Image analysis workflows to reveal the spatial organization of cell nuclei and chromosomes

Nucleus. 2022 Dec;13(1):277-299. doi: 10.1080/19491034.2022.2144013.


Nucleus, chromatin, and chromosome organization studies heavily rely on fluorescence microscopy imaging to elucidate the distribution and abundance of structural and regulatory components. Three-dimensional (3D) image stacks are a source of quantitative data on signal intensity level and distribution and on the type and shape of distribution patterns in space. Their analysis can lead to novel insights that are otherwise missed in qualitative-only analyses. Quantitative image analysis requires specific software and workflows for image rendering, processing, segmentation, setting measurement points and reference frames and exporting target data before further numerical processing and plotting. These tasks often call for the development of customized computational scripts and require an expertise that is not broadly available to the community of experimental biologists. Yet, the increasing accessibility of high- and super-resolution imaging methods fuels the demand for user-friendly image analysis workflows. Here, we provide a compendium of strategies developed by participants of a training school from the COST action INDEPTH to analyze the spatial distribution of nuclear and chromosomal signals from 3D image stacks, acquired by diffraction-limited confocal microscopy and super-resolution microscopy methods (SIM and STED). While the examples make use of one specific commercial software package, the workflows can easily be adapted to concurrent commercial and open-source software. The aim is to encourage biologists lacking custom-script-based expertise to venture into quantitative image analysis and to better exploit the discovery potential of their images.Abbreviations: 3D FISH: three-dimensional fluorescence in situ hybridization; 3D: three-dimensional; ASY1: ASYNAPTIC 1; CC: chromocenters; CO: Crossover; DAPI: 4',6-diamidino-2-phenylindole; DMC1: DNA MEIOTIC RECOMBINASE 1; DSB: Double-Strand Break; FISH: fluorescence in situ hybridization; GFP: GREEN FLUORESCENT PROTEIN; HEI10: HUMAN ENHANCER OF INVASION 10; NCO: Non-Crossover; NE: Nuclear Envelope; Oligo-FISH: oligonucleotide fluorescence in situ hybridization; RNPII: RNA Polymerase II; SC: Synaptonemal Complex; SIM: structured illumination microscopy; ZMM (ZIP: MSH4: MSH5 and MER3 proteins); ZYP1: ZIPPER-LIKE PROTEIN 1.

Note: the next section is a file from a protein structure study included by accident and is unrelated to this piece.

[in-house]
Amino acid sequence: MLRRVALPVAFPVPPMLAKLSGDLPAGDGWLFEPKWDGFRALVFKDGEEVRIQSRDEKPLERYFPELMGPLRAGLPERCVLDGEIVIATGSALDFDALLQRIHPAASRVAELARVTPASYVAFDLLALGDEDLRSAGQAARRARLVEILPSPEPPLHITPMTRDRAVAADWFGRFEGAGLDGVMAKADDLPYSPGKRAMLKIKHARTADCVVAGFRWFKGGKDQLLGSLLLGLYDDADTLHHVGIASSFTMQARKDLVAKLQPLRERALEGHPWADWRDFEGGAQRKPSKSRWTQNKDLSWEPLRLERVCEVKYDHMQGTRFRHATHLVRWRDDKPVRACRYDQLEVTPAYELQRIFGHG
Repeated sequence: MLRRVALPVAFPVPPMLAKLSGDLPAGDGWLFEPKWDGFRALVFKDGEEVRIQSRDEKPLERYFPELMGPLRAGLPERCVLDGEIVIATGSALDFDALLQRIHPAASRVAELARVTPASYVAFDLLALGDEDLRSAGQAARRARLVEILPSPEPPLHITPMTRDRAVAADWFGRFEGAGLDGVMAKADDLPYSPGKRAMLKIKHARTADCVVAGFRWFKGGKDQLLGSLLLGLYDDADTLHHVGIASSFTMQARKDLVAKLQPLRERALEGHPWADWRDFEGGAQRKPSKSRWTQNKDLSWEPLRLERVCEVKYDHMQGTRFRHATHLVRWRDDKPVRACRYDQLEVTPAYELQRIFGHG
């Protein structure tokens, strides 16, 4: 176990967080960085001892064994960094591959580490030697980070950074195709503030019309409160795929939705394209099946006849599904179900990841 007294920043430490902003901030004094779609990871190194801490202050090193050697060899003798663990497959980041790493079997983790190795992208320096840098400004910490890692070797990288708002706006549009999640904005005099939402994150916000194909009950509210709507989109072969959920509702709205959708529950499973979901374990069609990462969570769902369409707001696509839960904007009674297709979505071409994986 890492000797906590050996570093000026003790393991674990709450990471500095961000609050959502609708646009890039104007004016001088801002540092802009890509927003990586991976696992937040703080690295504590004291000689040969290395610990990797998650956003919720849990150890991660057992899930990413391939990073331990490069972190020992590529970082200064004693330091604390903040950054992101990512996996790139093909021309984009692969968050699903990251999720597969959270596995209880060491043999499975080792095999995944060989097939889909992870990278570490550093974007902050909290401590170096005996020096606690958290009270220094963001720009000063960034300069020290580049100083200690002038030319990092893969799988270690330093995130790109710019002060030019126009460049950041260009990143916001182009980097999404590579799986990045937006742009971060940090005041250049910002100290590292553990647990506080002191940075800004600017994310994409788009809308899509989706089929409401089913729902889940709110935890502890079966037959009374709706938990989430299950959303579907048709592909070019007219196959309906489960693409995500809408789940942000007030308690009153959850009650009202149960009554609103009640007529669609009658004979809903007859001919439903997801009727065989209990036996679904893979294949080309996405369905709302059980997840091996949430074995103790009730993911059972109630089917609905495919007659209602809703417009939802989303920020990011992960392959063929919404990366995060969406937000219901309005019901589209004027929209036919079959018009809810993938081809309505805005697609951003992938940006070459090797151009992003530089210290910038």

Keywords: 3D organization; Nucleus; RNA Pol II; SIM; STED imaging; chromatin; chromosome; crossovers; image analysis; meiosis; metaphase; mitosis; nuclear bodies; nuclear speckles; oligo FISH; pachytene; quantification; segmentation; spatial distribution; transcription factories.

Publication types

  • Research Support, Non-U.S. Gov't

MeSH terms

  • Cell Nucleus*
  • Chromatin*
  • Green Fluorescent Proteins
  • Humans
  • In Situ Hybridization, Fluorescence
  • Microscopy, Fluorescence
  • Workflow


  • Chromatin
  • Green Fluorescent Proteins

Grants and funding

This work was funded by grants from the Swiss National Science Foundation [310030_185186 and IZCOZ0_198171 to CB, 310030_201268 to RS]; the Velux Stiftung (project 1107 to CB); the Ricola foundation (to CB); the ERC Grant Shuffle (Project ID: 669182) and Biotechnology and Biological Sciences Research Council (BB/T008636/1) to IC; the Deutsche Forschungsgemeinschaft to VS (Schu 762/11-1); the UZH-FUB Global Strategy and Partnerships Funding Scheme (grant to K); the Deutsche Akademische Austauschdienst Dienst (grant to K); the International Max Planck Research School for Biology and Computation (project IMPRS-BAC to CJ); the Czech Science Foundation (project 18-20134Sto MAL, 21-02929S to AP); the Operational Programme Research, Development and Education – “Project Internal Grant Agency of Masaryk University” (No.CZ.02.2.69/0.0/0.0/19_073/0016943 to MAL and MK) and ‘Plants as a tool for sustainable global development’ (No. CZ.02.1.01/0.0/0.0/16_019/0000827 to KK and AP); the German Federal Ministry of Education and Research (BMBF) in frame of the grant HERBY (FKZ-031B0188 to SH); the Purkyně fellowship to AP; the European Research Council (H2020 European Research Council ERC-AdG-787074-NucleolusChromatin to R.S.); CT, AS, SM and SD are supported by CNRS, INSERM, Université Clermont Auvergne (UCA), Agence Nationale de la Recherche (project grants 16-IDEX-0001 CAP 20-25 CIR1 and CIR3).